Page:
Wednesday, November 11, 2015

Coming to Pass: Guest post by Susan Cerulean and David Moynahan

Welcome to guest writer Susan Cerulean and photographer David Moynahan. Susan and her husband Jeff have collaborated with David and his wife Crystal for more than a decade--creating books and events, and exploring Florida's coast and other wild places from the Suwannee River to Iceland to the Virgin Islands.  Below is an excerpt from their newest collaboration, "Coming to Pass: Florida's Coastal Islands in a Gulf of Change".


I once watched a woman collecting live sand dollars from a shallow bar off St. Mark's. She waded near me, knee-deep, fumbling for the flat rounded animals with her toes, and then pulling them to the surface of the water.

"What are you going to do with all those sand dollars?" I asked. For fear of crunching down on their shells, I had been stepping cautiously through the water column.

"I'm collecting them for party favors for my niece's wedding," the woman replied. She wiggled another palm-sized dollar free from the soft sand, and added it to the blue plastic bucket she carried.

"You know they are alive, don't you?" I asked. Her bucket brimmed with at least a hundred sand dollars. Their fine brown moveable spines, which formed a felt-like coating over their shells, waved impotently in the cool air.

The woman drew back, no doubt sensing the judgment I couldn't keep out of my voice.

"Yes, I do," she said. "So I'll have to soak them in bleach and let them dry before I can paint them for table decorations."

To this day, I cannot think what more I could have said to that woman, or done.

You know they are alive, don't you?

The deep pathology of our time, wrote cultural historian Thomas Berry, is to consider our rights and our story as human beings to be different from those of the rest of creation. One of the many consequences of such thinking is that it leads us to believe that our future is unrelated to the fate of the rivers, the shorebirds, or the sand dollars.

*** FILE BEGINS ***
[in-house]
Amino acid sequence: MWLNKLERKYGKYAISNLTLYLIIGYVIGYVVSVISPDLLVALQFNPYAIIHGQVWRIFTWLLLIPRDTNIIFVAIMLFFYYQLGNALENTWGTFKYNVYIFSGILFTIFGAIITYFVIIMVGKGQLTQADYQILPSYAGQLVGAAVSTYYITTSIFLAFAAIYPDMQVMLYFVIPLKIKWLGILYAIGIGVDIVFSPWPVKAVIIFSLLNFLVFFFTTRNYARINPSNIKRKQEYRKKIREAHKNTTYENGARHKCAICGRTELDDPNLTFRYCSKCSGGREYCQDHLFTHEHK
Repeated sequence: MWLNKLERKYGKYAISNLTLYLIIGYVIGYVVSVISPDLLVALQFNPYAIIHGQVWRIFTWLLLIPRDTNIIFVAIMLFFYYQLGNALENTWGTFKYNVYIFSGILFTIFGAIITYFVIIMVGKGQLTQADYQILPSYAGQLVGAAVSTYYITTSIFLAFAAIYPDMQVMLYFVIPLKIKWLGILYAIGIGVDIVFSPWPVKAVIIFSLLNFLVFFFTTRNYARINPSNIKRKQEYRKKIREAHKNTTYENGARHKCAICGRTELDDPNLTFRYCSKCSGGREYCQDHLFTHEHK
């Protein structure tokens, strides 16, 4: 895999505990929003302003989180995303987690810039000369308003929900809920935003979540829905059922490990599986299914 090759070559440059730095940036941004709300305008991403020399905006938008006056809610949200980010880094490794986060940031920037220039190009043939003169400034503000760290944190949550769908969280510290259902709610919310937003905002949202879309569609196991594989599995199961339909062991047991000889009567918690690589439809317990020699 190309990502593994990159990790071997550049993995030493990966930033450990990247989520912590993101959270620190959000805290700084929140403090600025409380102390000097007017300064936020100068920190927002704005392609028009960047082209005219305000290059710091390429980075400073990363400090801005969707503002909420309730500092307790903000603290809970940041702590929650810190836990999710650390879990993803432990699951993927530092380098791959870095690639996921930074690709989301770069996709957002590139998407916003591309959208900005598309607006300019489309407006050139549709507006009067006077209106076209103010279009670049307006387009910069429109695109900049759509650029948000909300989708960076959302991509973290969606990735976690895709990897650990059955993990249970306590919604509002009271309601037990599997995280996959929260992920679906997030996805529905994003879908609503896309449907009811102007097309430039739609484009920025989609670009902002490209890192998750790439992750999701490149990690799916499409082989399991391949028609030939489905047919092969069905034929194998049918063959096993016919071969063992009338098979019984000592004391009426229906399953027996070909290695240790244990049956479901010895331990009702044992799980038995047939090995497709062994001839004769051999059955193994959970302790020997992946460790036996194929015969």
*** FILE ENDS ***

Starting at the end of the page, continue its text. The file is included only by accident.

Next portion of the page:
Susan Cerulean is a writer and activist who lives and works in Tallahassee, Florida. She has produced a small shelf full of books about her state, and especially loves being with and observing wild birds. Her nature memoir "Tracking Desire: A Journey After Swallow-tailed Kites" was named Editors’ Choice by Audubon magazine. This excerpt is from her latest book, "Coming to Pass: Florida's Coastal Islands in a Gulf of Change," with images by David Moynahan.  Please subscribe to her blog about nature and activism at
David Moynahan is an award-winning conservation photographer living in the Florida Panhandle. His goal is to help raise awareness of the precious natural world that still surrounds us. At this time of spiraling environmental crises, too many of us have become exceedingly disconnected from nature. By adding his work to the efforts of environmental groups, scientists, and policy makers - honoring the old adage "a picture is worth a thousand words" - David believes that we can re-inspire awe, respect, and stewardship of our remaining wild places. 
A Florida native, David grew up in Miami, with Biscayne Bay, the Everglades and Keys his extended backyard. He spent his youth exploring the seashores and studying the creatures that lived there. Early on, he began to paint and photograph seascapes, fishes, birds, and abstract compositions from nature. Photography became the basis of his journal-keeping as he explored biology, medicine, art, travel, and parenting into adulthood. Over the past decade, his love and respect for the natural world, eye for composition, and long photographic experience have converged into the diverse and striking images that make up his work today.


Wednesday, November 4, 2015

Jules Verne: Happy.

     With freedom, books, flowers, and the moon, who could not be happy?
                                                                                                                         ~ Jules Verne